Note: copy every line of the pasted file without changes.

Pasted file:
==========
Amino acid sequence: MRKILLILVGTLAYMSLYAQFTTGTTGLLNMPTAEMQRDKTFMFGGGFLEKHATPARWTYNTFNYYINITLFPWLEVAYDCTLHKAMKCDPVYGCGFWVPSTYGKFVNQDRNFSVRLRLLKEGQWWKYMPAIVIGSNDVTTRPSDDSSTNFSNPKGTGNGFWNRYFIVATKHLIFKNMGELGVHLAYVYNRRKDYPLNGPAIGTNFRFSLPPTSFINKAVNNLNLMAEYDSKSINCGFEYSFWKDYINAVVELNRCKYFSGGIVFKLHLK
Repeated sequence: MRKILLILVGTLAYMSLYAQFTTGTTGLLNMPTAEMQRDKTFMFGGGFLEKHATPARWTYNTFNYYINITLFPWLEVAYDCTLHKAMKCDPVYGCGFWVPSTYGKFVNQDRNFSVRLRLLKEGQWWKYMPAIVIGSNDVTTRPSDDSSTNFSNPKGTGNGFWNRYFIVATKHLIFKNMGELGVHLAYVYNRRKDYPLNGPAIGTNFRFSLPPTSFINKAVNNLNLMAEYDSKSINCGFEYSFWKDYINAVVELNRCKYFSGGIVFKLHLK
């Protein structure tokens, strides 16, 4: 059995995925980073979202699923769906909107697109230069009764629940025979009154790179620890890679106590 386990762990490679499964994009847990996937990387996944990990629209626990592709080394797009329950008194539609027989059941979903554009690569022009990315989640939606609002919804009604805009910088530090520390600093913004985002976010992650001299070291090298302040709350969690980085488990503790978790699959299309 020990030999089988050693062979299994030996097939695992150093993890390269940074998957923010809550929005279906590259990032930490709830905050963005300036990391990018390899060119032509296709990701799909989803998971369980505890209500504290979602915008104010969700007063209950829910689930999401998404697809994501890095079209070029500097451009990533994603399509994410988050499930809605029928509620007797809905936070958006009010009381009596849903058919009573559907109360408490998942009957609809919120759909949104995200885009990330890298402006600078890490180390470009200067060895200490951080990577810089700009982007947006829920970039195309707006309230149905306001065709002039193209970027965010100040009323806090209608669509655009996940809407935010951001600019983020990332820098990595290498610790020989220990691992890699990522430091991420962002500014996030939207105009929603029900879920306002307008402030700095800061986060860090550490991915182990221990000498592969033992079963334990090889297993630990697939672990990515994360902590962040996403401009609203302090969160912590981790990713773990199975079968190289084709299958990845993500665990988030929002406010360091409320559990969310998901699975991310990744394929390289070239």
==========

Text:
Amino acid sequence: MRKILLILVGTLAYMSLYAQFTTGTTGLLNMPTAEMQRDKTFMFGGGFLEKHATPARWTYNTFNYYINITLFPWLEVAYDCTLHKAMKCDPVYGCGFWVPSTYGKFVNQDRNFSVRLRLLKEGQWWKYMPAIVIGSNDVTTRPSDDSSTNFSNPKGTGNGFWNRYFIVATKHLIFKNMGELGVHLAYVYNRRKDYPLNGPAIGTNFRFSLPPTSFINKAVNNLNLMAEYDSKSINCGFEYSFWKDYINAVVELNRCKYFSGGIVFKLHLK
Repeated sequence: MRKILLILVGTLAYMSLYAQFTTGTTGLLNMPTAEMQRDKTFMFGGGFLEKHATPARWTYNTFNYYINITLFPWLEVAYDCTLHKAMKCDPVYGCGFWVPSTYGKFVNQDRNFSVRLRLLKEGQWWKYMPAIVIGSNDVTTRPSDDSSTNFSNPKGTGNGFWNRYFIVATKHLIFKNMGELGVHLAYVYNRRKDYPLNGPAIGTNFRFSLPPTSFINKAVNNLNLMAEYDSKSINCGFEYSFWKDYINAVVELNRCKYFSGGIVFKLHLK
């Protein structure tokens, strides 16, 4: 059995995925980073979202699923769906909107697109230069009764629940025979009154790179620890890679106590 386990762990490679499964994009847990996937990387996944990990629209626990592709080394797009329950008194539609027989059941979903554009690569022009990315989640939606609002919804009604805009910088530090520390600093913004985002976010992650001299070291090298302040709350969690980085488990503790978790699959299309 020990030999089988050693062979299994030996097939695992150093993890390269940074998957923010809550929005279906590259990032930490709830905050963005300036990391990018390899060119032509296709990701799909989803998971369980505890209500504290979602915008104010969700007063209950829910689930999401998404697809994501890095079209070029500097451009990533994603399509994410988050499930809605029928509620007797809905936070958006009010009381009596849903058919009573559907109360408490998942009957609809919120759909949104995200885009990330890298402006600078890490180390470009200067060895200490951080990577810089700009982007947006829920970039195309707006309230149905306001065709002039193209970027965010100040009323806090209608669509655009996940809407935010951001600019983020990332820098990595290498610790020989220990691992890699990522430091991420962002500014996030939207105009929603029900879920306002307008402030700095800061986060860090550490991915182990221990000498592969033992079963334990090889297993630990697939672990990515994360902590962040996403401009609203302090969160912590981790990713773990199975079968190289084709299958990845993500665990988030929002406010360091409320559990969310998901699975991310990744394929390289070239």